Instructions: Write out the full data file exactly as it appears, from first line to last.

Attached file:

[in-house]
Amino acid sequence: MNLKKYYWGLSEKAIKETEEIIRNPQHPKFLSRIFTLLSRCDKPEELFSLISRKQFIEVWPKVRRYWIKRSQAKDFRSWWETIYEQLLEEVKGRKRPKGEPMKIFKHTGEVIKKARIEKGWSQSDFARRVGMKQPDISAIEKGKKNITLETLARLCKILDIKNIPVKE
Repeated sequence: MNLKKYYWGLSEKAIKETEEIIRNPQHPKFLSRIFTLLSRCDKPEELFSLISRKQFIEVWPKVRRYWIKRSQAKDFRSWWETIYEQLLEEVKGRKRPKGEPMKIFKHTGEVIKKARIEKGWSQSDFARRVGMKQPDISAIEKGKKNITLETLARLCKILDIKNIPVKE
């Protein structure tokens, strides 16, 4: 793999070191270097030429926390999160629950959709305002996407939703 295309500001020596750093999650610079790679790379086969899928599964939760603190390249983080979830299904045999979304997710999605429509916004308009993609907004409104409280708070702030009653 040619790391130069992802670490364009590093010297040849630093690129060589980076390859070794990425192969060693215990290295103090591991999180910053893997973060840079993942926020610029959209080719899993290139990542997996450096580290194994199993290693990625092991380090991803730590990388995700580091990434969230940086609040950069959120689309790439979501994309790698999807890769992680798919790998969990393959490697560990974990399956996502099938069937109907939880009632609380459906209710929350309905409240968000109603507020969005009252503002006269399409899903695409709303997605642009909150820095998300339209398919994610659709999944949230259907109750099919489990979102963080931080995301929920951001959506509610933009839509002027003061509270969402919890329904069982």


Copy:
[in-house]
Amino acid sequence: MNLKKYYWGLSEKAIKETEEIIRNPQHPKFLSRIFTLLSRCDKPEELFSLISRKQFIEVWPKVRRYWIKRSQAKDFRSWWETIYEQLLEEVKGRKRPKGEPMKIFKHTGEVIKKARIEKGWSQSDFARRVGMKQPDISAIEKGKKNITLETLARLCKILDIKNIPVKE
Repeated sequence: MNLKKYYWGLSEKAIKETEEIIRNPQHPKFLSRIFTLLSRCDKPEELFSLISRKQFIEVWPKVRRYWIKRSQAKDFRSWWETIYEQLLEEVKGRKRPKGEPMKIFKHTGEVIKKARIEKGWSQSDFARRVGMKQPDISAIEKGKKNITLETLARLCKILDIKNIPVKE
């Protein structure tokens, strides 16, 4: 793999070191270097030429926390999160629950959709305002996407939703 295309500001020596750093999650610079790679790379086969899928599964939760603190390249983080979830299904045999979304997710999605429509916004308009993609907004409104409280708070702030009653 040619790391130069992802670490364009590093010297040849630093690129060589980076390859070794990425192969060693215990290295103090591991999180910053893997973060840079993942926020610029959209080719899993290139990542997996450096580290194994199993290693990625092991380090991803730590990388995700580091990434969230940086609040950069959120689309790439979501994309790698999807890769992680798919790998969990393959490697560990974990399956996502099938069937109907939880009632609380459906209710929350309905409240968000109603507020969005009252503002006269399409899903695409709303997605642009909150820095998300339209398919994610659709999944949230259907109750099919489990979102963080931080995301929920951001959506509610933009839509002027003061509270969402919890329904069982």